Another strong market for specialty oranges is the Latino population. “That’s our main market for the bulk,” says Kiger. “They want Florida and they want internal quality as opposed to external quality.” Again, if you have the right customer base, consider promotions that will appeal to this group, including signage in Spanish.
“Cara Cara oranges are a great item to promote during cold and flu season, as this variety packs a nutritious punch.”
— Joan Wickham, Sunkist Growers
Specialty oranges are very popular with consumers. Merchandising them alongside other types of oranges is a way to call attention to the whole category.
Cara Cara oranges are a Navel variety with pink flesh. They have 20 percent more vitamin C and nearly 30 percent more vitamin A than conventional Navel oranges, says Joan Wickham, communications director at Sunkist Growers, a Valencia, CA-based cooperative that works with family farms in California and Arizona. They also contain lycopene, a cancer-fighting antioxidant. These health benefits, combined with less acid and a flavor that has hints of berries, are making them very popular with consumers.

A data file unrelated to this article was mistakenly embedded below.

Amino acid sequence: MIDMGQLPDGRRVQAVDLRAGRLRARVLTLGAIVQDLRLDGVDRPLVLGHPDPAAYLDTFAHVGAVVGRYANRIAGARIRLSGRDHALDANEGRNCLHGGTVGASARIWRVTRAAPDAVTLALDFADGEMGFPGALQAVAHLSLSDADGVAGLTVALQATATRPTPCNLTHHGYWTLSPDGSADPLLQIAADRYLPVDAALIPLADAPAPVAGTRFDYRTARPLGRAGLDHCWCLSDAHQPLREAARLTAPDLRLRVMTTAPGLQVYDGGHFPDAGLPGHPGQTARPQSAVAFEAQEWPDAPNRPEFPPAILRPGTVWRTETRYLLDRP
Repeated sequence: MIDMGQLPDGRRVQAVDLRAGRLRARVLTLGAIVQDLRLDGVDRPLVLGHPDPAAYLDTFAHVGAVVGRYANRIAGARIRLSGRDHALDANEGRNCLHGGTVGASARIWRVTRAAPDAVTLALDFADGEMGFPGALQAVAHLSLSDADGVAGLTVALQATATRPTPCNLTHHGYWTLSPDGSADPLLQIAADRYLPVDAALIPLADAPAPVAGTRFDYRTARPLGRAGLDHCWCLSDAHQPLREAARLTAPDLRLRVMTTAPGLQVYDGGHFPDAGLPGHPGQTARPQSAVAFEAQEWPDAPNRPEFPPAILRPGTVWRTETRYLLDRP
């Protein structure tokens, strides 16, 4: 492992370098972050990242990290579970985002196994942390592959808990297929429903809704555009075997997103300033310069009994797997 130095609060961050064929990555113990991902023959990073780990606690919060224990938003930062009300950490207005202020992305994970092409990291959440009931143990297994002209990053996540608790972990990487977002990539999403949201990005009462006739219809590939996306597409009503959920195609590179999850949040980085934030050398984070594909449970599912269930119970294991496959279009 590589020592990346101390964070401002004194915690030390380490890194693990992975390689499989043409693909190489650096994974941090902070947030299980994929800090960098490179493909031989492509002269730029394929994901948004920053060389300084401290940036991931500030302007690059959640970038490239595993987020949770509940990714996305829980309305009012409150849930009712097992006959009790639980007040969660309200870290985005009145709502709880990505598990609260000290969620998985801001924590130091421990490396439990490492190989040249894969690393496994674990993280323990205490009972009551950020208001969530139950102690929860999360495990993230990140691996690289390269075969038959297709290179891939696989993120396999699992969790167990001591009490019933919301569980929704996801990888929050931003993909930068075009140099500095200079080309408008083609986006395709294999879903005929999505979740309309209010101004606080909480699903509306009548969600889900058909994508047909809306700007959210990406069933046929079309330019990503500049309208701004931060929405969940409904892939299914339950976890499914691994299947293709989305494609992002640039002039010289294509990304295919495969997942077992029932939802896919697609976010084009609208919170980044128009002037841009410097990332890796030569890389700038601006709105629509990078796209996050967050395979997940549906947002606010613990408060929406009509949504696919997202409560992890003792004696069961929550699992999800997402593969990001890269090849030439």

Blood oranges have a darker red flesh and the same berry-tinged taste as Cara Caras. They began showing up in earnest on restaurant and bar menus several years ago, which has helped boost their popularity.
There are multiple opportunities to merchandise these oranges when they’re in season between December and May. “Cara Cara oranges are a great item to promote during cold and flu season, as this variety packs a nutritious punch,” says Wickham. “Sunkist offers secondary display units that tout the nutrition benefits of Cara Caras that can be placed throughout the store.”
To further educate people on the health benefits of these oranges, Suntreat has developed 7-inch by 11-inch cards that will go inside their produce boxes. The cards will share helpful details on the product’s nutrients. “Stores can put them on the shelves, or put them in the back room, or the produce manager can read it,” says Burdsal.